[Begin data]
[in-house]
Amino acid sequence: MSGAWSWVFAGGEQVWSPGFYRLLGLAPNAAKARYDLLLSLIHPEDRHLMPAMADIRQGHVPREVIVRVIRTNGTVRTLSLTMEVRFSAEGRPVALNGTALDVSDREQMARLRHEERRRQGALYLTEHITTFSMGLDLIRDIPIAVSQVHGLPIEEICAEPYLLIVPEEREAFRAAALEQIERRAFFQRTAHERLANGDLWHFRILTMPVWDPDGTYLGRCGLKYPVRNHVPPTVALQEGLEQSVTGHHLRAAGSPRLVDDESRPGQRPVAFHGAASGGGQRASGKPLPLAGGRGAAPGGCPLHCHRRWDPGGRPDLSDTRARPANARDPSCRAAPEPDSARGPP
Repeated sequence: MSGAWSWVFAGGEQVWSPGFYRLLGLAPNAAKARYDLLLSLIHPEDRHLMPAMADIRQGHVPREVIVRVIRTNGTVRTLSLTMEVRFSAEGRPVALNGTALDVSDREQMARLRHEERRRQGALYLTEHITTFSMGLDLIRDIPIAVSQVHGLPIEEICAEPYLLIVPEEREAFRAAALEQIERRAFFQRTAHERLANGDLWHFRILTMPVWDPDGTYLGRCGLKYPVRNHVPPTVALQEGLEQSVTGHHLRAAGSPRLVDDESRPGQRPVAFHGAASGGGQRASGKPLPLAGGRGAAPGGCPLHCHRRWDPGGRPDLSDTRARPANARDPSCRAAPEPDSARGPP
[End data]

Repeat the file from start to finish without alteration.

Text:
[in-house]
Amino acid sequence: MSGAWSWVFAGGEQVWSPGFYRLLGLAPNAAKARYDLLLSLIHPEDRHLMPAMADIRQGHVPREVIVRVIRTNGTVRTLSLTMEVRFSAEGRPVALNGTALDVSDREQMARLRHEERRRQGALYLTEHITTFSMGLDLIRDIPIAVSQVHGLPIEEICAEPYLLIVPEEREAFRAAALEQIERRAFFQRTAHERLANGDLWHFRILTMPVWDPDGTYLGRCGLKYPVRNHVPPTVALQEGLEQSVTGHHLRAAGSPRLVDDESRPGQRPVAFHGAASGGGQRASGKPLPLAGGRGAAPGGCPLHCHRRWDPGGRPDLSDTRARPANARDPSCRAAPEPDSARGPP
Repeated sequence: MSGAWSWVFAGGEQVWSPGFYRLLGLAPNAAKARYDLLLSLIHPEDRHLMPAMADIRQGHVPREVIVRVIRTNGTVRTLSLTMEVRFSAEGRPVALNGTALDVSDREQMARLRHEERRRQGALYLTEHITTFSMGLDLIRDIPIAVSQVHGLPIEEICAEPYLLIVPEEREAFRAAALEQIERRAFFQRTAHERLANGDLWHFRILTMPVWDPDGTYLGRCGLKYPVRNHVPPTVALQEGLEQSVTGHHLRAAGSPRLVDDESRPGQRPVAFHGAASGGGQRASGKPLPLAGGRGAAPGGCPLHCHRRWDPGGRPDLSDTRARPANARDPSCRAAPEPDSARGPP